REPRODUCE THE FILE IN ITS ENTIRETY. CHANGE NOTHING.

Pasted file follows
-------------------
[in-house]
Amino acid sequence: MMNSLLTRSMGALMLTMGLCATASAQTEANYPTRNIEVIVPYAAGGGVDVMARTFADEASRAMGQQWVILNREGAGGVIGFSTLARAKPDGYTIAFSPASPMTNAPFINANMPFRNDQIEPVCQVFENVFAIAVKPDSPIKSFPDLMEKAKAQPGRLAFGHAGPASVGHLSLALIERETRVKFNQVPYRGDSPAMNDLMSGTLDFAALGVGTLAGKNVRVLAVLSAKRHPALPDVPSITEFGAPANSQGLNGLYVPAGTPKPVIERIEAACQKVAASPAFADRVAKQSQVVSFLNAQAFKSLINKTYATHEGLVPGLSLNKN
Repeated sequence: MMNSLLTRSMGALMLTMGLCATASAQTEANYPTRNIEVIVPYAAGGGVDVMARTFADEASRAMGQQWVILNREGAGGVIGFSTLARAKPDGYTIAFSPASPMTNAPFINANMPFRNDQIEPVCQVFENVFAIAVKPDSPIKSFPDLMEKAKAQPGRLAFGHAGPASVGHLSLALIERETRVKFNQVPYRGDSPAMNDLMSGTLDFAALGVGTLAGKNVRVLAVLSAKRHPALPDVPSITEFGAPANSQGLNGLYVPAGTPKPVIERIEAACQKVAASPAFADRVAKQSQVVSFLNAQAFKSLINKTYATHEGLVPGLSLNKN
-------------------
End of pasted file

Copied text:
[in-house]
Amino acid sequence: MMNSLLTRSMGALMLTMGLCATASAQTEANYPTRNIEVIVPYAAGGGVDVMARTFADEASRAMGQQWVILNREGAGGVIGFSTLARAKPDGYTIAFSPASPMTNAPFINANMPFRNDQIEPVCQVFENVFAIAVKPDSPIKSFPDLMEKAKAQPGRLAFGHAGPASVGHLSLALIERETRVKFNQVPYRGDSPAMNDLMSGTLDFAALGVGTLAGKNVRVLAVLSAKRHPALPDVPSITEFGAPANSQGLNGLYVPAGTPKPVIERIEAACQKVAASPAFADRVAKQSQVVSFLNAQAFKSLINKTYATHEGLVPGLSLNKN
Repeated sequence: MMNSLLTRSMGALMLTMGLCATASAQTEANYPTRNIEVIVPYAAGGGVDVMARTFADEASRAMGQQWVILNREGAGGVIGFSTLARAKPDGYTIAFSPASPMTNAPFINANMPFRNDQIEPVCQVFENVFAIAVKPDSPIKSFPDLMEKAKAQPGRLAFGHAGPASVGHLSLALIERETRVKFNQVPYRGDSPAMNDLMSGTLDFAALGVGTLAGKNVRVLAVLSAKRHPALPDVPSITEFGAPANSQGLNGLYVPAGTPKPVIERIEAACQKVAASPAFADRVAKQSQVVSFLNAQAFKSLINKTYATHEGLVPGLSLNKN